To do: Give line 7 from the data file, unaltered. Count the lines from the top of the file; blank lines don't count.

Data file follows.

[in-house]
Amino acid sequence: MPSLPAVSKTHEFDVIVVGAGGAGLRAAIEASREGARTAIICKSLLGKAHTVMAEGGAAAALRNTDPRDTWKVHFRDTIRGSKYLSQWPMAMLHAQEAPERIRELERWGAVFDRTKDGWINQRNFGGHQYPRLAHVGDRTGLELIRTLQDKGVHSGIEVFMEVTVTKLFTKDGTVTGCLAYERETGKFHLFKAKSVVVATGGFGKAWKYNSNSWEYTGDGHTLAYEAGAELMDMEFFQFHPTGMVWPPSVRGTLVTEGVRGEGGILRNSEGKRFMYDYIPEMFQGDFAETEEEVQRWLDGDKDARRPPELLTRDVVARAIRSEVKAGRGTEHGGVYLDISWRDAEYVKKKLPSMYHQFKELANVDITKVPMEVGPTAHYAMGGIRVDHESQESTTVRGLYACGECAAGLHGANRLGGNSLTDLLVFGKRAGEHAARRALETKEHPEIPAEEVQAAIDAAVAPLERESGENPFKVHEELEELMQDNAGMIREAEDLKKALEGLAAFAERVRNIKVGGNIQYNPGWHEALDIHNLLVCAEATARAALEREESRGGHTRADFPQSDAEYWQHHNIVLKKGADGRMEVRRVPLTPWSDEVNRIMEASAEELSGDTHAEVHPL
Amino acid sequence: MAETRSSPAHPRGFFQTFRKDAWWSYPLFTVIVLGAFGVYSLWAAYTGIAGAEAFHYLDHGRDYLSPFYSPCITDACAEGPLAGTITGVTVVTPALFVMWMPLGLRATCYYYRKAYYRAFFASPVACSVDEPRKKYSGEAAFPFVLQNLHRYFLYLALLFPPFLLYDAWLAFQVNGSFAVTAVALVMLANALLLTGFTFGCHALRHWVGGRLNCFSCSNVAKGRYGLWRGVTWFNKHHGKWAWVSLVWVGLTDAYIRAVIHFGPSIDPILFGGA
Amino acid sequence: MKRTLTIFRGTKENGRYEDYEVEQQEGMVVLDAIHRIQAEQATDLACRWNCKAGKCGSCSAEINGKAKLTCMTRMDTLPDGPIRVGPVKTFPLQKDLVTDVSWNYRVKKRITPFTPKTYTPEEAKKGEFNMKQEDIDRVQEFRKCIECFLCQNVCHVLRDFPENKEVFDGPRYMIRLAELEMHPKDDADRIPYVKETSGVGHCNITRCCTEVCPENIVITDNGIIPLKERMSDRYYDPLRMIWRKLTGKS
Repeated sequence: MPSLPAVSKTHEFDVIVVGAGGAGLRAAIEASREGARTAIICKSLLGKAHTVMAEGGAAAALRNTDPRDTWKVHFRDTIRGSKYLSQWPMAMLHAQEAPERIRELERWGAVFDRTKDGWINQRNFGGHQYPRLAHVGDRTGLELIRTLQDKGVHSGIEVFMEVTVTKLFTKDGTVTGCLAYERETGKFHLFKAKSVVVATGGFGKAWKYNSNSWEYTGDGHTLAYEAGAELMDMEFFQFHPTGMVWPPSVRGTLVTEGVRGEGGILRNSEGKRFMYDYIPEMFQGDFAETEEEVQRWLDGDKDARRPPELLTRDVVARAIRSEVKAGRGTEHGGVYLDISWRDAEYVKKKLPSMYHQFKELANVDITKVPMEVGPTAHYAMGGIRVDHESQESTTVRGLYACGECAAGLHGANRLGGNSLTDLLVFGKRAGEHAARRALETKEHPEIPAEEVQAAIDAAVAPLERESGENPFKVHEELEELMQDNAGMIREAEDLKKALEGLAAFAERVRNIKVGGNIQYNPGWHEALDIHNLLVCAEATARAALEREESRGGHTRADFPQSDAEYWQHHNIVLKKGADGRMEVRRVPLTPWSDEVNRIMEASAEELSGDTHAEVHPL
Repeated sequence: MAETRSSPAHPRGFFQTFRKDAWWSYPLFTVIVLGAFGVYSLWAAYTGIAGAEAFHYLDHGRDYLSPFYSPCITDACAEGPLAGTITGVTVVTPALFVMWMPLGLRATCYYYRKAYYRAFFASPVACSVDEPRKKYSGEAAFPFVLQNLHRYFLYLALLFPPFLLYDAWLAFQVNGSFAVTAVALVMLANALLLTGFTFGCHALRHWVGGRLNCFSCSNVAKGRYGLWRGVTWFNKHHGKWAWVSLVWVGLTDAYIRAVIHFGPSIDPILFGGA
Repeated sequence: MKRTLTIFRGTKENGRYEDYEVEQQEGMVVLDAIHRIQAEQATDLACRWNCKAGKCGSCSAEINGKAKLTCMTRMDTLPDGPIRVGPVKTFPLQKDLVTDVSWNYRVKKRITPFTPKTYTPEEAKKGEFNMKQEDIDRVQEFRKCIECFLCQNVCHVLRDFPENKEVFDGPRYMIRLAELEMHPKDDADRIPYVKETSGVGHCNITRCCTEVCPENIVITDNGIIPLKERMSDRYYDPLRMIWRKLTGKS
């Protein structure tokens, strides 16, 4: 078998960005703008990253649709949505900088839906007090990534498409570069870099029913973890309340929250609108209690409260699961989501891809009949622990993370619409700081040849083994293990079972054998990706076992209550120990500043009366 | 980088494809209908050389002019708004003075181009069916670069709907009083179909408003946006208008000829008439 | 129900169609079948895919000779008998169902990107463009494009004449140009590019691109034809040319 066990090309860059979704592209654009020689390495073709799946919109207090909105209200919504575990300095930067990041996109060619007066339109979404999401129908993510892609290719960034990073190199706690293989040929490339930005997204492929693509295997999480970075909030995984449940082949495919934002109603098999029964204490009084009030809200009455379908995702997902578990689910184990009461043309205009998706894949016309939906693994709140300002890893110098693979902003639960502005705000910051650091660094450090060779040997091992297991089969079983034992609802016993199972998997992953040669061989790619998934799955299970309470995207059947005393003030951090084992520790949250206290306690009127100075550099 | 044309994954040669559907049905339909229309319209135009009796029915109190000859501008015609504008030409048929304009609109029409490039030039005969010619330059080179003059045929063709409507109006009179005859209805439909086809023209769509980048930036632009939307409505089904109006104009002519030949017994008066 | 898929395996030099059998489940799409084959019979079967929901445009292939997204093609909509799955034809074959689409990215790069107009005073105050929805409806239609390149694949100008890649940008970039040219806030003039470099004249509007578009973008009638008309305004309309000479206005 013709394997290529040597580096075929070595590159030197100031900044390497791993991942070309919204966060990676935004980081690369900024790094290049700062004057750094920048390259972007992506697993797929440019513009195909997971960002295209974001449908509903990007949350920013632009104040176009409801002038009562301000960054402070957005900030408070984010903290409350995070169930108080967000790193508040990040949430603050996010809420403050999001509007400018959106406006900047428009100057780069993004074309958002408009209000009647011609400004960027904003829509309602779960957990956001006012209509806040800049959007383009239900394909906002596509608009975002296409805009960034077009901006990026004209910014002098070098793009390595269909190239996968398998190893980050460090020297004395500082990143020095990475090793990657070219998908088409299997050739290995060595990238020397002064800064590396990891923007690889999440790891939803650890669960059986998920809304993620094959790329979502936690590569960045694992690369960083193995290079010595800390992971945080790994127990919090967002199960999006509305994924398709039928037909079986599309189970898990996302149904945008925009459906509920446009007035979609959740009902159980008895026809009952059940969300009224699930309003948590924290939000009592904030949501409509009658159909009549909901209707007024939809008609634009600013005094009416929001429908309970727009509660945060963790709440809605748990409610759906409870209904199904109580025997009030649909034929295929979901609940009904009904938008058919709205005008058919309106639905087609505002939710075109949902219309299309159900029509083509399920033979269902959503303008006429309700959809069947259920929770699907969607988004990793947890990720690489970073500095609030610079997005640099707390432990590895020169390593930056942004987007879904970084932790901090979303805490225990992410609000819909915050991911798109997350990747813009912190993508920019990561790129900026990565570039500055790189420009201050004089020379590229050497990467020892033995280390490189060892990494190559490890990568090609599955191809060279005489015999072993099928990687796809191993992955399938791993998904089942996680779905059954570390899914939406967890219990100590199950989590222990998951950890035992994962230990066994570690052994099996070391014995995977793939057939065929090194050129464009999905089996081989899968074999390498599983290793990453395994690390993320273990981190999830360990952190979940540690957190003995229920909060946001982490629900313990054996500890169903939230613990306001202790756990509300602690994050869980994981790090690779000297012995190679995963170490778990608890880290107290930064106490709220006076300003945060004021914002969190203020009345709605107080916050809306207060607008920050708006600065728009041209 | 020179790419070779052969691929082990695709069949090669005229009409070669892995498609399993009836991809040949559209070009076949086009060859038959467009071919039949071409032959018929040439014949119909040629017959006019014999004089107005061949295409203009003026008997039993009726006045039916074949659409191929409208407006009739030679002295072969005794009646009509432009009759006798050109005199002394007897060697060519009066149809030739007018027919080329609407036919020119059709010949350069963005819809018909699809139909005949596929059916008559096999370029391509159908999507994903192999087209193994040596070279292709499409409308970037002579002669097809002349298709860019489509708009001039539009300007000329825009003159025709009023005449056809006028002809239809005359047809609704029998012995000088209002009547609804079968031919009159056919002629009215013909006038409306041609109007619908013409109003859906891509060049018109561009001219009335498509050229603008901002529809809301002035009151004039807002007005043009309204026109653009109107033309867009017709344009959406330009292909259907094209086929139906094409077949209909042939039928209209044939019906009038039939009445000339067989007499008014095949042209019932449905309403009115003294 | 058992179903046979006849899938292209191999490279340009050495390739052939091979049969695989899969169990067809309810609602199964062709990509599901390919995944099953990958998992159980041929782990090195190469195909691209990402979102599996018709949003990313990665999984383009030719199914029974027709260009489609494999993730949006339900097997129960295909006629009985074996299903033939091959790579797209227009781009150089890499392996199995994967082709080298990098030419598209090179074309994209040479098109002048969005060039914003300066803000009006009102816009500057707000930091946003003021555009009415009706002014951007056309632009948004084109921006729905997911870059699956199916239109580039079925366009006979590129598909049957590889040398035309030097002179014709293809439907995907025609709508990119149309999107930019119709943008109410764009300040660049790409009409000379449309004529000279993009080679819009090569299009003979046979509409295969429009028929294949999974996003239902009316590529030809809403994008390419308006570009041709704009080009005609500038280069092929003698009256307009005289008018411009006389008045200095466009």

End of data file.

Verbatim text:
Repeated sequence: MKRTLTIFRGTKENGRYEDYEVEQQEGMVVLDAIHRIQAEQATDLACRWNCKAGKCGSCSAEINGKAKLTCMTRMDTLPDGPIRVGPVKTFPLQKDLVTDVSWNYRVKKRITPFTPKTYTPEEAKKGEFNMKQEDIDRVQEFRKCIECFLCQNVCHVLRDFPENKEVFDGPRYMIRLAELEMHPKDDADRIPYVKETSGVGHCNITRCCTEVCPENIVITDNGIIPLKERMSDRYYDPLRMIWRKLTGKS